With this tech, the researchers have been able to generate lifelike virtual replicas of buildings, sculptures and other real-world objects.
Like Michelangelo sculpting stunning, life-like visions from blocks of marble, Neuralangelo generates 3D structures with intricate details and textures, Nvidia said. Creative professionals can then import these 3D objects into design applications, editing them further for use in art, video game development, robotics and industrial digital twins.
Neuralangelo’s ability to translate the textures of complex materials — including roof shingles, panes of glass and smooth marble — from 2D videos to 3D assets significantly surpasses prior methods. The high fidelity makes its 3D reconstructions easier for developers and creative professionals to rapidly create usable virtual objects for their projects using footage captured by smartphones.
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“The 3D reconstruction capabilities Neuralangelo offers will be a huge benefit to creators, helping them recreate the real world in the digital world,” said Ming-Yu Liu, senior director of research and co-author on the paper, in a statement. “This tool will eventually enable developers to import detailed objects — whether small statues or massive buildings — into virtual environments for video games or industrial digital twins.”
In a demo, Nvidia researchers showcased how the model could recreate objects as iconic as Michelangelo’s David and as commonplace as a flatbed truck. Neuralangelo can also reconstruct building interiors and exteriors — demonstrated with a detailed 3D model of the park at Nvidia’s Bay Area campus.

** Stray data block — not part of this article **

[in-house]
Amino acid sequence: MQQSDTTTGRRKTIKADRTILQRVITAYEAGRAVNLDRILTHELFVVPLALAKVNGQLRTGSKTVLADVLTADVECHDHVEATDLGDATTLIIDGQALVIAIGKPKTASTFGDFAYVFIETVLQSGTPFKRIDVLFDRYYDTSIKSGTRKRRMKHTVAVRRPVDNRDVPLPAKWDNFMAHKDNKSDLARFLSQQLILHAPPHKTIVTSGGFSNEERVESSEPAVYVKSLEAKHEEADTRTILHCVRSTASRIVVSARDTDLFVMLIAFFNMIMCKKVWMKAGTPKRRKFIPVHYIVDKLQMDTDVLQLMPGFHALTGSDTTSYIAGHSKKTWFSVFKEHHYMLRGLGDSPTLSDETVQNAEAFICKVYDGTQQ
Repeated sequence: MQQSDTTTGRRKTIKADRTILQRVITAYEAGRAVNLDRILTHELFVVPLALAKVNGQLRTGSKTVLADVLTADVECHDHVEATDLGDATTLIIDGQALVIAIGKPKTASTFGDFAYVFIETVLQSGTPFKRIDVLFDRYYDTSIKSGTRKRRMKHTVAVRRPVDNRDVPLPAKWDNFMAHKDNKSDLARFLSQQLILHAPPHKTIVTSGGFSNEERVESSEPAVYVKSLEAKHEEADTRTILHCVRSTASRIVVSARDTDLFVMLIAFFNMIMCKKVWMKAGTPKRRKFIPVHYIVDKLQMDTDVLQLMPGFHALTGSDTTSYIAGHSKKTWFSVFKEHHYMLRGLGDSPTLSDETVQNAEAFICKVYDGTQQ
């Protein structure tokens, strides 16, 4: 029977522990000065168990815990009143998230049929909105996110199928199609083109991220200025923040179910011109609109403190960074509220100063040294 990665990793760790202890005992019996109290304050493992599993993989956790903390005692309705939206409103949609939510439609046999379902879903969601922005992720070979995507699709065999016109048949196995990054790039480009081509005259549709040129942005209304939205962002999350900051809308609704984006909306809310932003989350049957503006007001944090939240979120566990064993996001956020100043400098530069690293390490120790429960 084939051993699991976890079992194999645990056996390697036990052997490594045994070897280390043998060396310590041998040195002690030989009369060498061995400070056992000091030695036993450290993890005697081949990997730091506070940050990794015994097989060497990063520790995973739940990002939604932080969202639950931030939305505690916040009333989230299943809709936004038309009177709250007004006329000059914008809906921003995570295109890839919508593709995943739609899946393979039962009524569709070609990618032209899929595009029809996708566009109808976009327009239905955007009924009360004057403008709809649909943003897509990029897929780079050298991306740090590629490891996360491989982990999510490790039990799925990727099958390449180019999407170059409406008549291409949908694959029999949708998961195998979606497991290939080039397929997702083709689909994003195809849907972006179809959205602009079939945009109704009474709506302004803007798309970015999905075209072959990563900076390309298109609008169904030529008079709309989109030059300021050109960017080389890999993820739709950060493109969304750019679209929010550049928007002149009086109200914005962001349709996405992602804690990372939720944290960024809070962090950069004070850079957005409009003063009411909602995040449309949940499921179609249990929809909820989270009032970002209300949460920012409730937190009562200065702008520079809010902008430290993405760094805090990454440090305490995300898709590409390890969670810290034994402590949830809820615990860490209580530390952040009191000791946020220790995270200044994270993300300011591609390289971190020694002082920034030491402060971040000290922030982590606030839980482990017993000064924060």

Neural rendering model sees in 3D
Prior AI models to reconstruct 3D scenes have struggled to accurately capture repetitive texture patterns, homogenous colors and strong color variations, Nvidia said. Neuralangelo adopts instant neural graphics primitives, the technology behind NVIDIA Instant NeRF, to help capture these finer details.
Using a 2D video of an object or scene filmed from various angles, the model selects several frames that capture different viewpoints — like an artist considering a subject from multiple sides to get a sense of depth, size and shape.
Once it’s determined the camera position of each frame, Neuralangelo’s AI creates a rough 3D representation of the scene, like a sculptor starting to chisel the subject’s shape.
The model then optimizes the render to sharpen the details, just as a sculptor painstakingly hews stone to mimic the texture of fabric or a human figure. The final result is a 3D object or large-scale scene that can be used in virtual reality applications, digital twins or robotics development.
Neuralangelo is one of nearly 30 projects by Nvidia Research to be presented at the Conference on Computer Vision and Pattern Recognition (CVPR), taking place June 18 to June 22 in Vancouver. The papers span topics including pose estimation, 3D reconstruction and video generation.
One of these projects, DiffCollage, is a diffusion method that creates large-scale content — including long landscape orientation, 360-degree panorama and looped-motion images. When fed a training dataset of images with a standard aspect ratio, DiffCollage treats these smaller images as sections of a larger visual — like pieces of a collage. This enables diffusion models to generate cohesive-looking large content without being trained on images of the same scale.
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